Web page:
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HSDKC chair lays out Karesh, Beechwood vision
Derial Ogburn
Derial Ogburn (far right, at podium), the chairman of the Health Services District of Kershaw County (HSDKC), makes a comment during a presentation Friday that brings smiles to Preserve Camden with Responsible Growth officers (from left) Joe Sullivan and Woody Cleveland during a meeting about plans to build a new Karesh Long Term Care Center at Beechwood and a retirement community on the site in the future. - photo by Martin L. Cahn/C-I
John Barber
White Oak Management Inc. CFO John Barber listens to a question from the audience at a Preserve Camden with Responsible Growth-sponsored meeting about plans to build a new Karesh Long Term Care Center at Beechwood. Behind Barber is White Oak project manager Rob Painter. White Oak currently manages the Karesh Wing. - photo by Martin L. Cahn/C-I

Between 75 and 100 people attended a public meeting sponsored by Preserve Camden with Responsible Growth at the National Steeplechase Museum in Camden on Friday afternoon to hear more about plans to rebuild the Karesh Long Term Care Center (commonly referred to as the Karesh Wing) at Beechwood. They also wanted to learn more about the ultimate plans for Beechwood, a 65-acre property annexed by the city more than a decade ago on Knights Hill Road.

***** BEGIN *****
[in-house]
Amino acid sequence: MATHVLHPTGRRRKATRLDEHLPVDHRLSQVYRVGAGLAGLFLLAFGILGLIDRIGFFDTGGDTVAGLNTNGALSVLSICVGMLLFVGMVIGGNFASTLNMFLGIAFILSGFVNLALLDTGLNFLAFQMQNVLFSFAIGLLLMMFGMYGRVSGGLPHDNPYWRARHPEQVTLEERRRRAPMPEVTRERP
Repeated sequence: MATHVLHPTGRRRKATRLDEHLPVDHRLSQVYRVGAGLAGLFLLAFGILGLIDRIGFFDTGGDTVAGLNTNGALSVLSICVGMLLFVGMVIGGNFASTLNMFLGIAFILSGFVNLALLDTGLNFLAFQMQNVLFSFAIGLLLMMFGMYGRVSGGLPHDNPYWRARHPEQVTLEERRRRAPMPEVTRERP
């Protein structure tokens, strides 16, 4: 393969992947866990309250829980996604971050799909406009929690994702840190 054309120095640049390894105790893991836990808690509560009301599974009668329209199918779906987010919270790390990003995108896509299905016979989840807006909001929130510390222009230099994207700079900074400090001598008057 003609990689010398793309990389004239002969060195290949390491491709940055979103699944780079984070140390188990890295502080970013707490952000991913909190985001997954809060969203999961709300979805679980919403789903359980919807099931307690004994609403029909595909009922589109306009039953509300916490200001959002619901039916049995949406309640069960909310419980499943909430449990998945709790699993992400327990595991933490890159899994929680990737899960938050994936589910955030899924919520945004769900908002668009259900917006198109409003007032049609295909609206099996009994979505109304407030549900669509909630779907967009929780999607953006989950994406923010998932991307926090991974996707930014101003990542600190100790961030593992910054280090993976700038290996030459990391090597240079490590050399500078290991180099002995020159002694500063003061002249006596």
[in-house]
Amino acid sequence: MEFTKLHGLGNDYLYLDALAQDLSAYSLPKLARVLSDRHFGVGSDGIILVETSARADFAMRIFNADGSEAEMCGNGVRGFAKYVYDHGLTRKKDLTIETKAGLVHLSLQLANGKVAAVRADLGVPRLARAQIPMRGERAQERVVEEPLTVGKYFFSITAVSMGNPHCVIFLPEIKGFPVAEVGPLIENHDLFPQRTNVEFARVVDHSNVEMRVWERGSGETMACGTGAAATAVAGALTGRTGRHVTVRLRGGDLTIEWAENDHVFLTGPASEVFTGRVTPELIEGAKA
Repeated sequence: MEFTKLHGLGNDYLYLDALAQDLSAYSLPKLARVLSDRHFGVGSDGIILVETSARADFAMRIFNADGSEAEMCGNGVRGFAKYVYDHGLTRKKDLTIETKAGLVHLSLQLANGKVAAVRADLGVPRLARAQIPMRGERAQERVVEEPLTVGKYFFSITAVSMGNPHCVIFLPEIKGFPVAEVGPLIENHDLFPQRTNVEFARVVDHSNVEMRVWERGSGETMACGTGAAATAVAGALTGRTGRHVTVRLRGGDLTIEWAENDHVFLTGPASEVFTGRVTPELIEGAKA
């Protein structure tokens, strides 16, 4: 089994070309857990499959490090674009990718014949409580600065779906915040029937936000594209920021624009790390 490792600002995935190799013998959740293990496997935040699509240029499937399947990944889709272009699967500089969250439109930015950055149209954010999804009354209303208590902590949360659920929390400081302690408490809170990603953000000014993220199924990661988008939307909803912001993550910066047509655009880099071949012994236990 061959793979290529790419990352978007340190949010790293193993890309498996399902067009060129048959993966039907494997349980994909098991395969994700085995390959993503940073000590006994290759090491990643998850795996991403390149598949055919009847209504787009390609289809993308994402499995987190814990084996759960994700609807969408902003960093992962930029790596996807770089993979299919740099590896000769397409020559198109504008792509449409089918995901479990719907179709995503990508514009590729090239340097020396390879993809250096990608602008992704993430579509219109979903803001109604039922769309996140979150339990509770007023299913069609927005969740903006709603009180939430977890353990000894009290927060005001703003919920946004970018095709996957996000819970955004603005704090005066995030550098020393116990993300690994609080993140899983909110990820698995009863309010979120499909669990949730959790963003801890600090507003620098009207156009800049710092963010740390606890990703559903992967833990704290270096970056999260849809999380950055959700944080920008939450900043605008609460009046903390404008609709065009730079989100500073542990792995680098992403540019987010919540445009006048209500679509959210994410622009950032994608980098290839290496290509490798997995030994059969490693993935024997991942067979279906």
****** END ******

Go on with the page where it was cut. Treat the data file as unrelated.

At Preserve Camden’s invitation, Derial Ogburn, chairman of the board for the Health Services District of Kershaw County (HSDKC) laid out that vision, often switching between what the board has done collectively and what he hopes to see personally for the property.

In October 2018, Ogburn announced to both Camden City and Kershaw County councils that the HSDKC was purchasing Beechwood from owner Lucy Lindsay for $500,000 with the intention of building a new Karesh Wing there. At that time, at again Friday, Ogburn said doing so would allow Karesh to increase its bed count to 132, including long-term and rehabilitation beds. Friday evening, he said some of the beds may even be used for memory care.

During Friday’s approximately hour-long meeting, Ogburn also repeated that while Beechwood’s address is on Knights Hill Road, the new Karesh Wing would be built at the northeast corner of the property, behind Food Lion, with an entrance built on property the HSDKC purchased between the Dusty Bend Post Office and Department of Mental Health building on S.C. 97.